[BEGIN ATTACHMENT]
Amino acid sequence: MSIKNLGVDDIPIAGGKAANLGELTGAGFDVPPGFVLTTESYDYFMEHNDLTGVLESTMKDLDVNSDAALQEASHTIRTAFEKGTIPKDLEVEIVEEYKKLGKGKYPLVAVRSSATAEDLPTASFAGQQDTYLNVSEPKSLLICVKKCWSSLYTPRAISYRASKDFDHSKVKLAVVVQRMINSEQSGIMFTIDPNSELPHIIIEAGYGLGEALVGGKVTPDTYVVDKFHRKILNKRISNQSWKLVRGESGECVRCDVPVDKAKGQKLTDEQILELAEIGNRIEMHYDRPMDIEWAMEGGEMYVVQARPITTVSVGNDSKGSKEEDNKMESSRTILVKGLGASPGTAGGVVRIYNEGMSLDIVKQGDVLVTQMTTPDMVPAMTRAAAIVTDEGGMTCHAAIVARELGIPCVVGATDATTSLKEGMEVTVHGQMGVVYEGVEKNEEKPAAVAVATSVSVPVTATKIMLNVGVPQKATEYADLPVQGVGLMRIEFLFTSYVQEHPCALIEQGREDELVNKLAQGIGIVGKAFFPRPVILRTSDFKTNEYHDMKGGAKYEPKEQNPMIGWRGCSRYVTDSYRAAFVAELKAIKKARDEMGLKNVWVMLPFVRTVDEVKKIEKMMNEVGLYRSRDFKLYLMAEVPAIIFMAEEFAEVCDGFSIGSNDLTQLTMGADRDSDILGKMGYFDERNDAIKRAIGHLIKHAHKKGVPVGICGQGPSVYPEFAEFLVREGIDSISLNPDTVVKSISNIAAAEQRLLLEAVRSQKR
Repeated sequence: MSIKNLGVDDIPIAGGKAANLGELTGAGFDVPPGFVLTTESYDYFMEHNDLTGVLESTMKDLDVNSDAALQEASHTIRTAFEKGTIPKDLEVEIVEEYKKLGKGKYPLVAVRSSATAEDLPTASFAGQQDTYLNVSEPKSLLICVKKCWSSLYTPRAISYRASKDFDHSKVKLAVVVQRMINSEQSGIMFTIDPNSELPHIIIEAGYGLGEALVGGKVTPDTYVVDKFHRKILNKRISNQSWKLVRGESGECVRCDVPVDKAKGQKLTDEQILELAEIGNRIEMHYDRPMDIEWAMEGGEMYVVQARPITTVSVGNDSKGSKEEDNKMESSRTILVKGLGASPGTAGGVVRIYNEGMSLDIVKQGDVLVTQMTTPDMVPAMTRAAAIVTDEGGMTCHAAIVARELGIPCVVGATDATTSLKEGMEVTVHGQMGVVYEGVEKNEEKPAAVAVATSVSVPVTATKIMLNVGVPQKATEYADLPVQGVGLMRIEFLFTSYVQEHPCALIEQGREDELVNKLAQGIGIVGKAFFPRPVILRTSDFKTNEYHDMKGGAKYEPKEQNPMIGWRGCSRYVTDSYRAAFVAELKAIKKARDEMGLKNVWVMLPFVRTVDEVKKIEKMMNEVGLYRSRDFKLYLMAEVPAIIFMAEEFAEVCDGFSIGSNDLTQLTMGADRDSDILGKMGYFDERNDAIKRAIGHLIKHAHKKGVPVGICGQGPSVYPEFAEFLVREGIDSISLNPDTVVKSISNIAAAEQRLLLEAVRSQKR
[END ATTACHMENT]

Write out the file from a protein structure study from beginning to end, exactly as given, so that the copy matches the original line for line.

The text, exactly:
Amino acid sequence: MSIKNLGVDDIPIAGGKAANLGELTGAGFDVPPGFVLTTESYDYFMEHNDLTGVLESTMKDLDVNSDAALQEASHTIRTAFEKGTIPKDLEVEIVEEYKKLGKGKYPLVAVRSSATAEDLPTASFAGQQDTYLNVSEPKSLLICVKKCWSSLYTPRAISYRASKDFDHSKVKLAVVVQRMINSEQSGIMFTIDPNSELPHIIIEAGYGLGEALVGGKVTPDTYVVDKFHRKILNKRISNQSWKLVRGESGECVRCDVPVDKAKGQKLTDEQILELAEIGNRIEMHYDRPMDIEWAMEGGEMYVVQARPITTVSVGNDSKGSKEEDNKMESSRTILVKGLGASPGTAGGVVRIYNEGMSLDIVKQGDVLVTQMTTPDMVPAMTRAAAIVTDEGGMTCHAAIVARELGIPCVVGATDATTSLKEGMEVTVHGQMGVVYEGVEKNEEKPAAVAVATSVSVPVTATKIMLNVGVPQKATEYADLPVQGVGLMRIEFLFTSYVQEHPCALIEQGREDELVNKLAQGIGIVGKAFFPRPVILRTSDFKTNEYHDMKGGAKYEPKEQNPMIGWRGCSRYVTDSYRAAFVAELKAIKKARDEMGLKNVWVMLPFVRTVDEVKKIEKMMNEVGLYRSRDFKLYLMAEVPAIIFMAEEFAEVCDGFSIGSNDLTQLTMGADRDSDILGKMGYFDERNDAIKRAIGHLIKHAHKKGVPVGICGQGPSVYPEFAEFLVREGIDSISLNPDTVVKSISNIAAAEQRLLLEAVRSQKR
Repeated sequence: MSIKNLGVDDIPIAGGKAANLGELTGAGFDVPPGFVLTTESYDYFMEHNDLTGVLESTMKDLDVNSDAALQEASHTIRTAFEKGTIPKDLEVEIVEEYKKLGKGKYPLVAVRSSATAEDLPTASFAGQQDTYLNVSEPKSLLICVKKCWSSLYTPRAISYRASKDFDHSKVKLAVVVQRMINSEQSGIMFTIDPNSELPHIIIEAGYGLGEALVGGKVTPDTYVVDKFHRKILNKRISNQSWKLVRGESGECVRCDVPVDKAKGQKLTDEQILELAEIGNRIEMHYDRPMDIEWAMEGGEMYVVQARPITTVSVGNDSKGSKEEDNKMESSRTILVKGLGASPGTAGGVVRIYNEGMSLDIVKQGDVLVTQMTTPDMVPAMTRAAAIVTDEGGMTCHAAIVARELGIPCVVGATDATTSLKEGMEVTVHGQMGVVYEGVEKNEEKPAAVAVATSVSVPVTATKIMLNVGVPQKATEYADLPVQGVGLMRIEFLFTSYVQEHPCALIEQGREDELVNKLAQGIGIVGKAFFPRPVILRTSDFKTNEYHDMKGGAKYEPKEQNPMIGWRGCSRYVTDSYRAAFVAELKAIKKARDEMGLKNVWVMLPFVRTVDEVKKIEKMMNEVGLYRSRDFKLYLMAEVPAIIFMAEEFAEVCDGFSIGSNDLTQLTMGADRDSDILGKMGYFDERNDAIKRAIGHLIKHAHKKGVPVGICGQGPSVYPEFAEFLVREGIDSISLNPDTVVKSISNIAAAEQRLLLEAVRSQKR